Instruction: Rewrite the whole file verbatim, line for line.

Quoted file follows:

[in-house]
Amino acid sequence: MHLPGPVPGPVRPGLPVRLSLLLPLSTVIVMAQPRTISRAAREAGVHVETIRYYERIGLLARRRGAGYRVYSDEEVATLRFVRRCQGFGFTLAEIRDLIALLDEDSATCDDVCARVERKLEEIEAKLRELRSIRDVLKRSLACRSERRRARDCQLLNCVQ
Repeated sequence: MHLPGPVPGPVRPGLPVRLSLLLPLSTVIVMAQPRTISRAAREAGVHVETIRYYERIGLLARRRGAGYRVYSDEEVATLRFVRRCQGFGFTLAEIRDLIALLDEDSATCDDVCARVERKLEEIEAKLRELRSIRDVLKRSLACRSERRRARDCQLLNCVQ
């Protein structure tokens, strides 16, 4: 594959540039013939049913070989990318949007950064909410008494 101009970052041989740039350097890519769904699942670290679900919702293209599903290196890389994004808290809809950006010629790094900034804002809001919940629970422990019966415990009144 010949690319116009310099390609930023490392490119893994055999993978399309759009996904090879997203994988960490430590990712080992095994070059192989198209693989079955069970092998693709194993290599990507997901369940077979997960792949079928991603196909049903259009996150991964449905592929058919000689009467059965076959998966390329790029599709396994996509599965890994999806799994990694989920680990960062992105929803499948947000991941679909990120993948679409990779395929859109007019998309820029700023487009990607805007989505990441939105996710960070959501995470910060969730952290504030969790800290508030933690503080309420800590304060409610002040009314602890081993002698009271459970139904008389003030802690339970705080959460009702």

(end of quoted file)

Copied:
[in-house]
Amino acid sequence: MHLPGPVPGPVRPGLPVRLSLLLPLSTVIVMAQPRTISRAAREAGVHVETIRYYERIGLLARRRGAGYRVYSDEEVATLRFVRRCQGFGFTLAEIRDLIALLDEDSATCDDVCARVERKLEEIEAKLRELRSIRDVLKRSLACRSERRRARDCQLLNCVQ
Repeated sequence: MHLPGPVPGPVRPGLPVRLSLLLPLSTVIVMAQPRTISRAAREAGVHVETIRYYERIGLLARRRGAGYRVYSDEEVATLRFVRRCQGFGFTLAEIRDLIALLDEDSATCDDVCARVERKLEEIEAKLRELRSIRDVLKRSLACRSERRRARDCQLLNCVQ
């Protein structure tokens, strides 16, 4: 594959540039013939049913070989990318949007950064909410008494 101009970052041989740039350097890519769904699942670290679900919702293209599903290196890389994004808290809809950006010629790094900034804002809001919940629970422990019966415990009144 010949690319116009310099390609930023490392490119893994055999993978399309759009996904090879997203994988960490430590990712080992095994070059192989198209693989079955069970092998693709194993290599990507997901369940077979997960792949079928991603196909049903259009996150991964449905592929058919000689009467059965076959998966390329790029599709396994996509599965890994999806799994990694989920680990960062992105929803499948947000991941679909990120993948679409990779395929859109007019998309820029700023487009990607805007989505990441939105996710960070959501995470910060969730952290504030969790800290508030933690503080309420800590304060409610002040009314602890081993002698009271459970139904008389003030802690339970705080959460009702």